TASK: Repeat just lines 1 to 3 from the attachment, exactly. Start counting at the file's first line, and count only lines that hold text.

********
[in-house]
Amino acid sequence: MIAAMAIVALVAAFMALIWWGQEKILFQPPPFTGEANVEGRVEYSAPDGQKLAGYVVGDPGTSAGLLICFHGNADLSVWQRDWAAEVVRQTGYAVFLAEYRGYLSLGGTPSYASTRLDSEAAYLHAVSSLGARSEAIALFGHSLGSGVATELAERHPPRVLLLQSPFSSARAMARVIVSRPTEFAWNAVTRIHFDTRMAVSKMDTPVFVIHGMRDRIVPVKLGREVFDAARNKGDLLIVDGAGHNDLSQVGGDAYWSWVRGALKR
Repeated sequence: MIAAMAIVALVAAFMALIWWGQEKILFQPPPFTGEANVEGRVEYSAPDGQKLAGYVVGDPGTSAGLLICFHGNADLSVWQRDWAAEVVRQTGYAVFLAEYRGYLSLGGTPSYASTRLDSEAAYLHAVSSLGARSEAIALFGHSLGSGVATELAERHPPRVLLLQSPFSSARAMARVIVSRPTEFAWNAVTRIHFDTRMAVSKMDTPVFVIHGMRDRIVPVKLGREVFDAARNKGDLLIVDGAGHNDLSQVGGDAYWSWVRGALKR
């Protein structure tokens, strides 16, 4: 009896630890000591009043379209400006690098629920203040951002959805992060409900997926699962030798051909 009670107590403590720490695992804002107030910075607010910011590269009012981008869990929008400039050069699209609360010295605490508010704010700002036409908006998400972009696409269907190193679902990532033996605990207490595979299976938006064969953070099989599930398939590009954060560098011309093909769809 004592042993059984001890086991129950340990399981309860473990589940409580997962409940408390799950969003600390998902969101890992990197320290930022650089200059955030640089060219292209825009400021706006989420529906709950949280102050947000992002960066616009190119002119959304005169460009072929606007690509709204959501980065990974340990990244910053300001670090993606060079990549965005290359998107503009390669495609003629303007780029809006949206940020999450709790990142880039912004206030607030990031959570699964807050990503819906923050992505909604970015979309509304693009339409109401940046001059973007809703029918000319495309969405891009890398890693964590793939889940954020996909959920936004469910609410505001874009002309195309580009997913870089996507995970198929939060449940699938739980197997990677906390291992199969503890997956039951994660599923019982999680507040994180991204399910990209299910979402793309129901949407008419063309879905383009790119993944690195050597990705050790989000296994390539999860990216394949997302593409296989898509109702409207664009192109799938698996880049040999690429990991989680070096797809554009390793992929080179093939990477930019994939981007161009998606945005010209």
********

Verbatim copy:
[in-house]
Amino acid sequence: MIAAMAIVALVAAFMALIWWGQEKILFQPPPFTGEANVEGRVEYSAPDGQKLAGYVVGDPGTSAGLLICFHGNADLSVWQRDWAAEVVRQTGYAVFLAEYRGYLSLGGTPSYASTRLDSEAAYLHAVSSLGARSEAIALFGHSLGSGVATELAERHPPRVLLLQSPFSSARAMARVIVSRPTEFAWNAVTRIHFDTRMAVSKMDTPVFVIHGMRDRIVPVKLGREVFDAARNKGDLLIVDGAGHNDLSQVGGDAYWSWVRGALKR
Repeated sequence: MIAAMAIVALVAAFMALIWWGQEKILFQPPPFTGEANVEGRVEYSAPDGQKLAGYVVGDPGTSAGLLICFHGNADLSVWQRDWAAEVVRQTGYAVFLAEYRGYLSLGGTPSYASTRLDSEAAYLHAVSSLGARSEAIALFGHSLGSGVATELAERHPPRVLLLQSPFSSARAMARVIVSRPTEFAWNAVTRIHFDTRMAVSKMDTPVFVIHGMRDRIVPVKLGREVFDAARNKGDLLIVDGAGHNDLSQVGGDAYWSWVRGALKR